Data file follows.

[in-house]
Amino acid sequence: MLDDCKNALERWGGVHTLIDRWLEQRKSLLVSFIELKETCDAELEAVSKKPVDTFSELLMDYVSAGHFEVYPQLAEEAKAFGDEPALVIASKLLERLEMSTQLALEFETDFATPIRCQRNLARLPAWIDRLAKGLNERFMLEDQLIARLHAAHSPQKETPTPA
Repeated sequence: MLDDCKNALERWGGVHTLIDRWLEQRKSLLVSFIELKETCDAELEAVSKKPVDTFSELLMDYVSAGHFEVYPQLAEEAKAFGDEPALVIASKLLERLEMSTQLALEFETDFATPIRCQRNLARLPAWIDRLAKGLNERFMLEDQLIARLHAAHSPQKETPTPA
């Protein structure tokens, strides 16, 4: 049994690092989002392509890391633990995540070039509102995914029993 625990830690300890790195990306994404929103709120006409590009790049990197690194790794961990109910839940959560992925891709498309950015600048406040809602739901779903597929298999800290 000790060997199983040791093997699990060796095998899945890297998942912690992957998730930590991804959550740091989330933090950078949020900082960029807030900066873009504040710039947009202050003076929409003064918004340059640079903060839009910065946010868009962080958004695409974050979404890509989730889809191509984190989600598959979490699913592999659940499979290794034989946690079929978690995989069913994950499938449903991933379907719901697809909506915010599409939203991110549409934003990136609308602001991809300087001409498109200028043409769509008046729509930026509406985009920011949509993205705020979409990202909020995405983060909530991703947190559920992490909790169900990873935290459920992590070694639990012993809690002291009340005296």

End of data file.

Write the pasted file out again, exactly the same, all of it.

[in-house]
Amino acid sequence: MLDDCKNALERWGGVHTLIDRWLEQRKSLLVSFIELKETCDAELEAVSKKPVDTFSELLMDYVSAGHFEVYPQLAEEAKAFGDEPALVIASKLLERLEMSTQLALEFETDFATPIRCQRNLARLPAWIDRLAKGLNERFMLEDQLIARLHAAHSPQKETPTPA
Repeated sequence: MLDDCKNALERWGGVHTLIDRWLEQRKSLLVSFIELKETCDAELEAVSKKPVDTFSELLMDYVSAGHFEVYPQLAEEAKAFGDEPALVIASKLLERLEMSTQLALEFETDFATPIRCQRNLARLPAWIDRLAKGLNERFMLEDQLIARLHAAHSPQKETPTPA
């Protein structure tokens, strides 16, 4: 049994690092989002392509890391633990995540070039509102995914029993 625990830690300890790195990306994404929103709120006409590009790049990197690194790794961990109910839940959560992925891709498309950015600048406040809602739901779903597929298999800290 000790060997199983040791093997699990060796095998899945890297998942912690992957998730930590991804959550740091989330933090950078949020900082960029807030900066873009504040710039947009202050003076929409003064918004340059640079903060839009910065946010868009962080958004695409974050979404890509989730889809191509984190989600598959979490699913592999659940499979290794034989946690079929978690995989069913994950499938449903991933379907719901697809909506915010599409939203991110549409934003990136609308602001991809300087001409498109200028043409769509008046729509930026509406985009920011949509993205705020979409990202909020995405983060909530991703947190559920992490909790169900990873935290459920992590070694639990012993809690002291009340005296």